LOS ANGELES, CA - FEBRUARY 16: An array of Girl Scouts cookies in Studio on Tuesday, Feb. 16, 2021 in Los Angeles, CA. (Mariah Tauger / Los Angeles Times via Getty Images)
The Very First Girl Scout Cookies Were Actually Baked By Hand
By Elaina Friedman
Whether you prefer Thin Mints or Trefoils, anyone who makes a tradition of buying their favorite Girl Scout Cookies each year knows that they are worth their somewhat high price. One thing's for sure: Girl Scout Cookies would be way more expensive if they were made by hand — and once upon a time, they were.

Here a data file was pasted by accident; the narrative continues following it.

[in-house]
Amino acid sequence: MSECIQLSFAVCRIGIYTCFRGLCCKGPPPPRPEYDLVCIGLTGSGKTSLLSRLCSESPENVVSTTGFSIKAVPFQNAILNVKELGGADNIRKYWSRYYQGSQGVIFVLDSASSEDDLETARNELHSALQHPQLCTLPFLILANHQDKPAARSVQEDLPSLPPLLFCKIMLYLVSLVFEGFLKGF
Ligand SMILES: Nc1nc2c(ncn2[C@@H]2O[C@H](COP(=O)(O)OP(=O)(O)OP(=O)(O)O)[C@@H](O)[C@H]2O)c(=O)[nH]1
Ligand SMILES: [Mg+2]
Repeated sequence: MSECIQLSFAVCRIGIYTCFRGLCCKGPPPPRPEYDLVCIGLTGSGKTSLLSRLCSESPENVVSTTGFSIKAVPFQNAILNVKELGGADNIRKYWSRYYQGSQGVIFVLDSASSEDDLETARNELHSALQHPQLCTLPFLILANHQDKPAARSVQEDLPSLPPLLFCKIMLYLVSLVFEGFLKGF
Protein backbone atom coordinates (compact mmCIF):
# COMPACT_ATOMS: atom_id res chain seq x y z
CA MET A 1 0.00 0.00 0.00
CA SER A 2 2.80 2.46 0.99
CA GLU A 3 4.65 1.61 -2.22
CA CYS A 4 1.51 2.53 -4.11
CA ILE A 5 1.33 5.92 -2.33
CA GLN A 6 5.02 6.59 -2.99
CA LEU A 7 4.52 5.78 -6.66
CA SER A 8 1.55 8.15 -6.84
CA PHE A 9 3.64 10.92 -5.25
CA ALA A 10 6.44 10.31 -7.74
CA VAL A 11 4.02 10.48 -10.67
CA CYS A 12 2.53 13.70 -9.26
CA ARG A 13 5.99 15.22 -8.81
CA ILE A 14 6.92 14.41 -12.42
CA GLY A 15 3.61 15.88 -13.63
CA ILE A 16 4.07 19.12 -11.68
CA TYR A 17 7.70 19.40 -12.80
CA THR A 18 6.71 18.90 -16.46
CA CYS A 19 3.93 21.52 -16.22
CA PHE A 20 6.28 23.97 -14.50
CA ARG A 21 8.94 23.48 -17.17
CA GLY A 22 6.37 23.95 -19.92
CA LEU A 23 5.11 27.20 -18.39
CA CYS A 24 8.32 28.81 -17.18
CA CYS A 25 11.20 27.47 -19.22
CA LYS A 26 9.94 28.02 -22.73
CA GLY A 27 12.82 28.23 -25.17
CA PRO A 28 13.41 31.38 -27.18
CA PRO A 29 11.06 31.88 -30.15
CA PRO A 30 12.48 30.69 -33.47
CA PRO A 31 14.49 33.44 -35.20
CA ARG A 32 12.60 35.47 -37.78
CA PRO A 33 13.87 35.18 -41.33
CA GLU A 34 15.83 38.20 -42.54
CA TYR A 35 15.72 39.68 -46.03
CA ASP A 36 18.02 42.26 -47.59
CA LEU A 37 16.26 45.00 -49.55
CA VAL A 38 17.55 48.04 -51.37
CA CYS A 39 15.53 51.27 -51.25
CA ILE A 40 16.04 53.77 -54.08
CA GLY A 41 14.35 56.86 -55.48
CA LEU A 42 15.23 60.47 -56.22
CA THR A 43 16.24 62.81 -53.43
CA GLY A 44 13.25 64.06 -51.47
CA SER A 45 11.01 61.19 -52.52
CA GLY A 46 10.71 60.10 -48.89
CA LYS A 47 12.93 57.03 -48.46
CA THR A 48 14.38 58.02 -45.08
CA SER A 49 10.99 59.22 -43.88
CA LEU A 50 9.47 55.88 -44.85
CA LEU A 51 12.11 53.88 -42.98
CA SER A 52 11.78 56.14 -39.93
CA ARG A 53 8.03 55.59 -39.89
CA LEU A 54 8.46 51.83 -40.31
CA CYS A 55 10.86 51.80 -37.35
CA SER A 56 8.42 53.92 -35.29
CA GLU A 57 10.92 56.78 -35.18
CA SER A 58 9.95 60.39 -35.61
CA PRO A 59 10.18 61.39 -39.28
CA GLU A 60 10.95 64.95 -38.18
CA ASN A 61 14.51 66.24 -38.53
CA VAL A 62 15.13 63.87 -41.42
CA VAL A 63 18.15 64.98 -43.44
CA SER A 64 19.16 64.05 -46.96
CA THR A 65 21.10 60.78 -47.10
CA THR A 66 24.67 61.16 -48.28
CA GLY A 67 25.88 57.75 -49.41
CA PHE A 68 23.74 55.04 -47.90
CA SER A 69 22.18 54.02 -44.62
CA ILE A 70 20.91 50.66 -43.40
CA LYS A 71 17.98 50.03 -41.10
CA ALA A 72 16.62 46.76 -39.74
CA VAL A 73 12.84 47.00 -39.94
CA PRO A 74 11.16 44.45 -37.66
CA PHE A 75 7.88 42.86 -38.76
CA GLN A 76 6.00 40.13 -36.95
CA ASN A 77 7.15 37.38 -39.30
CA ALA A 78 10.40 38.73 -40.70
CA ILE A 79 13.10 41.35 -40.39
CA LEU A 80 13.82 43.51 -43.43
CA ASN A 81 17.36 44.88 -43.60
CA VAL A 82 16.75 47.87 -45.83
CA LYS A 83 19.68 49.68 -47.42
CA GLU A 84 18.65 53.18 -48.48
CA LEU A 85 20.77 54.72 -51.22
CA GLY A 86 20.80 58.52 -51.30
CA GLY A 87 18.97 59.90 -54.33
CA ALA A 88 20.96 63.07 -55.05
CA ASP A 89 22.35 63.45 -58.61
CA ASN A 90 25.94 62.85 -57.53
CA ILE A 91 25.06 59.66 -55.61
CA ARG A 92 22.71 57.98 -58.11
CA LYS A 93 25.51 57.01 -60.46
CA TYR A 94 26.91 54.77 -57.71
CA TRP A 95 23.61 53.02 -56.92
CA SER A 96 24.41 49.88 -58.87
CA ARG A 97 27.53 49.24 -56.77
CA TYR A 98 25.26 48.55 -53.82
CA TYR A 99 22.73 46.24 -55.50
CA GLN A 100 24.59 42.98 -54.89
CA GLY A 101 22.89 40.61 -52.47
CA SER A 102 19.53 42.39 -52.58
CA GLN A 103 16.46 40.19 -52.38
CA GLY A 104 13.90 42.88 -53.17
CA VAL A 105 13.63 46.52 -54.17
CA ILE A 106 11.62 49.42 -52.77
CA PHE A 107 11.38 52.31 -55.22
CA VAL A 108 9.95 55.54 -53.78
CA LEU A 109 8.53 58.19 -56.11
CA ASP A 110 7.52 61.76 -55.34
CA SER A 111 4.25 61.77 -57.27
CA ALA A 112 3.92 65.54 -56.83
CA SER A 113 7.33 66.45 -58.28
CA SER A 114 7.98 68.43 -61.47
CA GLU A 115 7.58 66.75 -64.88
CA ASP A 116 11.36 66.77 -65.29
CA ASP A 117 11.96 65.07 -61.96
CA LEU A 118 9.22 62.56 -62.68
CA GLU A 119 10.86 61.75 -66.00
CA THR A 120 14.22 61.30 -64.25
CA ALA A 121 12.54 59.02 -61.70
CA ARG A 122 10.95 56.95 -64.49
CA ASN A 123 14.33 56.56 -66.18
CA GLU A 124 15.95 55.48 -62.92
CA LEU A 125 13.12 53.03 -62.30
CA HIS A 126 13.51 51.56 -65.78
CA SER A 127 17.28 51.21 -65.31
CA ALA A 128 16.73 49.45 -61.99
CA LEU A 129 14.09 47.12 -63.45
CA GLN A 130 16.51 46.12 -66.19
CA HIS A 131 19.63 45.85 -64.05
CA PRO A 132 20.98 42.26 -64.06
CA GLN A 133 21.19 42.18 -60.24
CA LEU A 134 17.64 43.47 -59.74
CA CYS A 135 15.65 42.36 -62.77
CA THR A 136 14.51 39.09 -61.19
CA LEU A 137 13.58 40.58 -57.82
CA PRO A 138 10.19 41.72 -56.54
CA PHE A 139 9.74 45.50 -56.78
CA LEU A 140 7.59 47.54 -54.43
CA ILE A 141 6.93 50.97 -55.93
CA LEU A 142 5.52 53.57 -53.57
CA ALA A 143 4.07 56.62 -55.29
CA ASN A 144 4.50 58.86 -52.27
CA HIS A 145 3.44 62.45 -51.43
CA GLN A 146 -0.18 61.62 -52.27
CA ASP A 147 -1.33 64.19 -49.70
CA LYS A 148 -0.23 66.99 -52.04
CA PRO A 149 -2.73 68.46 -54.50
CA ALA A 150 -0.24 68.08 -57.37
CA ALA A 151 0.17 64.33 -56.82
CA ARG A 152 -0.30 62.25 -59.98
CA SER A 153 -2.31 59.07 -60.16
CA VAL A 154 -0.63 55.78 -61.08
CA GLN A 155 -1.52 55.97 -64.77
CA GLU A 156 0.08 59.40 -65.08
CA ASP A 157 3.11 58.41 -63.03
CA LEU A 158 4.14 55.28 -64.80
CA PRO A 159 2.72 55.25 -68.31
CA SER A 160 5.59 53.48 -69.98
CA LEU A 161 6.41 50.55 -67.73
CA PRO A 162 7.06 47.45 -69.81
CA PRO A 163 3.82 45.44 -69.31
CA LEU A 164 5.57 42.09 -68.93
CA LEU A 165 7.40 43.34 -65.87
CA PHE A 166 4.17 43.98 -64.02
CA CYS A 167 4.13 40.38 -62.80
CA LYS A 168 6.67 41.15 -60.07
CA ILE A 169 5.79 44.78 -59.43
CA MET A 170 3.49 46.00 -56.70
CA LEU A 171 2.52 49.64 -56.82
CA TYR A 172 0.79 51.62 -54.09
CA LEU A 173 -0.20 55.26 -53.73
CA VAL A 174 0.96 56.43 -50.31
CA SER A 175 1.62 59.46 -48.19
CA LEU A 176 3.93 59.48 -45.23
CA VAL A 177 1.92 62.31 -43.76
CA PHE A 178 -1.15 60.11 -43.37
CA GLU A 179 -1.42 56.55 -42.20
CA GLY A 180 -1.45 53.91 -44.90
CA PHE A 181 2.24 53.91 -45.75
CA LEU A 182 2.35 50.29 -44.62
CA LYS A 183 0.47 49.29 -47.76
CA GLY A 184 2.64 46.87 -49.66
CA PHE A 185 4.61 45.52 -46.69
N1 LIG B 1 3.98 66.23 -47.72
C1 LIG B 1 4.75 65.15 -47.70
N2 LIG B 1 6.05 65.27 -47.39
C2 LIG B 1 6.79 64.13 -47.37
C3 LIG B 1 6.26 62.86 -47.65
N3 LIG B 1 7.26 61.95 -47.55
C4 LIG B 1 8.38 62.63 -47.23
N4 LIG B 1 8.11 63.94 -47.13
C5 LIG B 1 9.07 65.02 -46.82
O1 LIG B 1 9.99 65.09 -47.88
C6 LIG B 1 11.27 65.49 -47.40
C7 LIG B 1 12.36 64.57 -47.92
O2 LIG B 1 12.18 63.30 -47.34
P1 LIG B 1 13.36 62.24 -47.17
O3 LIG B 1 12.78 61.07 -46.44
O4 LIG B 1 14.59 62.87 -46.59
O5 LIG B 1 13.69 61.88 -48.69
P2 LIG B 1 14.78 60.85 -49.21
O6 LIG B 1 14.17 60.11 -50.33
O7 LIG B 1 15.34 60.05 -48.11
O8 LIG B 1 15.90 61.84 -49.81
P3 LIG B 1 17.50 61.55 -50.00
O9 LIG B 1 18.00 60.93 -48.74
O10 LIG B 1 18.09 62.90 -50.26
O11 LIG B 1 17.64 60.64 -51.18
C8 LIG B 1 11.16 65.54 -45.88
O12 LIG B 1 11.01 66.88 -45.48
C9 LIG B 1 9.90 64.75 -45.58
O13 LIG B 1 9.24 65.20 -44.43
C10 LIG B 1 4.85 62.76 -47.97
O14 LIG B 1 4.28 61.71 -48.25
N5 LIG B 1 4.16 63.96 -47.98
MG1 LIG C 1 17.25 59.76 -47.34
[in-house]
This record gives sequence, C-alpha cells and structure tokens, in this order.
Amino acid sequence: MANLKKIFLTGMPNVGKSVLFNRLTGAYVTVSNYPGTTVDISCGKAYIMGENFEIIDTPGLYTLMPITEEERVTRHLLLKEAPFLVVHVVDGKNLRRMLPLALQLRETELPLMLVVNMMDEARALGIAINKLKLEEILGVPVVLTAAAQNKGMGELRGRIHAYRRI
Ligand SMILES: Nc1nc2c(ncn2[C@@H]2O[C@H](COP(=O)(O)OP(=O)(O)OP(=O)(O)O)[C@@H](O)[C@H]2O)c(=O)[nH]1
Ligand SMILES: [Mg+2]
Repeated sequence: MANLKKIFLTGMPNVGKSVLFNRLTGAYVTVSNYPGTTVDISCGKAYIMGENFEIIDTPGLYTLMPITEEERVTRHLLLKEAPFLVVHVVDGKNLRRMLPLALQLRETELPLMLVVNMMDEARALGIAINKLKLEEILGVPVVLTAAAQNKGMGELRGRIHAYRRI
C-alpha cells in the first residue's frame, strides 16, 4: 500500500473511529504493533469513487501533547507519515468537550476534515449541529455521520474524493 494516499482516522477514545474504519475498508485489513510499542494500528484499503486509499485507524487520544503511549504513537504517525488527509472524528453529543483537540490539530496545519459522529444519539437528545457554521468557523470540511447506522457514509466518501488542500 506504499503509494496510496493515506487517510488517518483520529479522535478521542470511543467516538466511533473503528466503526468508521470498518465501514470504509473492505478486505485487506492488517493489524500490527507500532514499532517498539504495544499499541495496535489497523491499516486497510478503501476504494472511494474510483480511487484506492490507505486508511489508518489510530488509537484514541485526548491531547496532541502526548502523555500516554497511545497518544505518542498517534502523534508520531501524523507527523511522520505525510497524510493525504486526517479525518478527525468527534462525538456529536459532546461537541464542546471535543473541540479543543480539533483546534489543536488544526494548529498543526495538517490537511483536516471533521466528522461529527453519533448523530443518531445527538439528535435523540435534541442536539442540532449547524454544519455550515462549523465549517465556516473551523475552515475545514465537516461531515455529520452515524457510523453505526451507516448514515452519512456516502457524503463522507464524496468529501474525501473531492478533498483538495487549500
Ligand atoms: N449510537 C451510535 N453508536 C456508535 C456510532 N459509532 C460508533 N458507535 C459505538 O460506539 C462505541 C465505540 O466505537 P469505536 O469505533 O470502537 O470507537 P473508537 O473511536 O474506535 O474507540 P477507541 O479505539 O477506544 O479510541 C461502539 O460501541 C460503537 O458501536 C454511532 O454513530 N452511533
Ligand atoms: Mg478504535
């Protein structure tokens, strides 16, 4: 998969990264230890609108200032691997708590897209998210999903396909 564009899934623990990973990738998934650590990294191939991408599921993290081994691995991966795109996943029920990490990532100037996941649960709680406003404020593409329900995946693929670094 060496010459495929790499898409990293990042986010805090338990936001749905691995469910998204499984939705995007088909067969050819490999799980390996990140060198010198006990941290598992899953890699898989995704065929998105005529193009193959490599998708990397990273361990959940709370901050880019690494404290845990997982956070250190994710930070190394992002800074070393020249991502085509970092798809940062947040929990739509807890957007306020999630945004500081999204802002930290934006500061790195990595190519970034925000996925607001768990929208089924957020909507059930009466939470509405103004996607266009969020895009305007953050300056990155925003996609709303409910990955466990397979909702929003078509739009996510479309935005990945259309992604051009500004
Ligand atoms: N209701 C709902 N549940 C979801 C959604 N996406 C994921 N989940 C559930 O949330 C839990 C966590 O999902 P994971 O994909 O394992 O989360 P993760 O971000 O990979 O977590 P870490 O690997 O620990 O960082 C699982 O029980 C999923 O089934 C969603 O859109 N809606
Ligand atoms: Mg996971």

From 1917 through the 1920s, Girl Scout troops made sugar cookies by hand and sold them door-to-door for $.25 to $.35 per dozen. An Oklahoman troop started the trend when they sold homemade cookies in the local high school cafeteria, and it got so popular that the recipe was published in a 1922 issue of "The American Girl" magazine.
In 1933, the Girl Scouts of Greater Philadelphia Council decided to sell in local gas and electric company windows rather than simply door-to-door. By 1934, demand was so high that the troop turned to commercially made cookies, and by 1936, the Girl Scouts as a national body decided to license its own cookies with commercial bakers.